For a quick conversion of any recipe you wish to try use the Recipe Converter Calculator.
Once I have created a recipe that follows the instructions I cook up my sample batch and taste test it. I have hijacked people working around the house, my kids, their friends, unsuspecting family members and the neighbors. If the recipe can pass a modern taste test then I did well. I request commentary and watch reactions. There have been a few times I have made something that I or one of the taste testers did not enjoy. I make sure to include that in my blog posts.
Sometimes I have to go back and tweak something based on commentary, which I will do, making note of the changes. Once the interpretation has been finalized, and *before* creating a blog post I compare with my peers. This recipe is a great example of the reason to compare. The instructions as interpreted create a broth with meat and meat filled dumplings. One of my peers created a meat filled tart, while another created a dish of dumplings with meat sauce.
When I am checking my work against my peers and I find that I have done something vastly different from what they have created I ask myself several questions. Where did I deviate from their interpretation? Why did I deviate? How does the deviation impact the final interpretation? What was the deviation? Do I need to research this further?
A good example of this process is my interpretation of Arbolettys, which created a cheese "soup" instead of the more often found scrambled eggs with herbs. Since I found the recipe in the pottages section of Two fifteenth-century cookery-books : Harleian MS. 279 (ab 1430), & Harl. MS. 4016 (ab. 1450), with extracts from Ashmole MS. 1439, Laud MS. 553, & Douce MS. 55 by Thomas Austin amidst a selection of recipes that create custard or pudding like dishes I believe that the deviation is cooking the eggs till they form a curd similar to scrambled eggs rather then forming a smooth dish. Further research is needed to determine what the final outcome of this recipe should be.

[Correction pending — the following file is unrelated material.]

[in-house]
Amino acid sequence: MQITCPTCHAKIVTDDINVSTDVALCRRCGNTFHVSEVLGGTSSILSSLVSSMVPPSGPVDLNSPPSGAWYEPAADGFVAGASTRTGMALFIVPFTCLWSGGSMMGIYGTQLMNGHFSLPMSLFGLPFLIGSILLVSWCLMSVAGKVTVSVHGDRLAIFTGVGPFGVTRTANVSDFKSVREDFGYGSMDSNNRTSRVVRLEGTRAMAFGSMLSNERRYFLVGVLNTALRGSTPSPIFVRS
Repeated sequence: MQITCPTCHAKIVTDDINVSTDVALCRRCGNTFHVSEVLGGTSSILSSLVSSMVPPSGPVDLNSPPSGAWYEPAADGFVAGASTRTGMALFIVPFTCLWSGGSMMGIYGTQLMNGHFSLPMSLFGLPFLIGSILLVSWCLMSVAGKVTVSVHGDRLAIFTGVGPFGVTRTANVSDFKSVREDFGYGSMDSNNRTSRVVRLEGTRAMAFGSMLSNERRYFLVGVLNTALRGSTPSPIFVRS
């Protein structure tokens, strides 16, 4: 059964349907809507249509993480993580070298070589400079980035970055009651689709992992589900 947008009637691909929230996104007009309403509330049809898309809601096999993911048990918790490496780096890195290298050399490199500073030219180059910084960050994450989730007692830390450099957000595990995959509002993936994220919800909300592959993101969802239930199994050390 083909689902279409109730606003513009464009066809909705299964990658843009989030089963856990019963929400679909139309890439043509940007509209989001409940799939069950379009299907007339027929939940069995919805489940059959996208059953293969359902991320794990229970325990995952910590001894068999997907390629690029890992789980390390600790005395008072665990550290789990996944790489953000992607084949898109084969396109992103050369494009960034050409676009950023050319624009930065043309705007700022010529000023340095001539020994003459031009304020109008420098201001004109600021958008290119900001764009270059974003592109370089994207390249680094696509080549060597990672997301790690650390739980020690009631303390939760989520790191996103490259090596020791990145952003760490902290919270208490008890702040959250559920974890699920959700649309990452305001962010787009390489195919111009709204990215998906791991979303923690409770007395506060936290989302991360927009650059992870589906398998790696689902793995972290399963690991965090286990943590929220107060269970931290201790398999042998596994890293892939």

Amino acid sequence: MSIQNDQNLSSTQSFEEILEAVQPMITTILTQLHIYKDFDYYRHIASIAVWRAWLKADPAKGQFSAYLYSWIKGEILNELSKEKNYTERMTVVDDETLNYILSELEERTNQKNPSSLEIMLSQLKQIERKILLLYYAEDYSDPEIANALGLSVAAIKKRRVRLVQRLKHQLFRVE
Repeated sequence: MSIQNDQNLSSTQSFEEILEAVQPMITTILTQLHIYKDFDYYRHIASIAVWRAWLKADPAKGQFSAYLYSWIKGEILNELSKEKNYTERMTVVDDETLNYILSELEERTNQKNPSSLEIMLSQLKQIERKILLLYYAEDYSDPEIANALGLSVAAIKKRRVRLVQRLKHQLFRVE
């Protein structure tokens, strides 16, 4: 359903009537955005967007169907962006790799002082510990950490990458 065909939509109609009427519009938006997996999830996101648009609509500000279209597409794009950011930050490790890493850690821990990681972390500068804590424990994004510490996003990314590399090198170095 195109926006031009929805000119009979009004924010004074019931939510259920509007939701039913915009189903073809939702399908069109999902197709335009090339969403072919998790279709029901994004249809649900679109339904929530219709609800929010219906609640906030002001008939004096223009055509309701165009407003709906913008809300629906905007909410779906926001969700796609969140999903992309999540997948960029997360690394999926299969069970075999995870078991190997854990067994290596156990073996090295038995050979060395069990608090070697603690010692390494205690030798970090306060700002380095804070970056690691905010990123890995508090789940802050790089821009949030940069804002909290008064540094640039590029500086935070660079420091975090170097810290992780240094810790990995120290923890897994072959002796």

Finally having come to the end of the process I create a blog post. In creating the post I attempt to include a little bit of history relating to one of the primary ingredients as well as including the interpreted instructions into a modern day recipe.
I hope that this post has given you some ideas on directions that you can go to start interpreting your own recipes. I would love to hear your thoughts, suggestions or ideas. Feel free to comment below.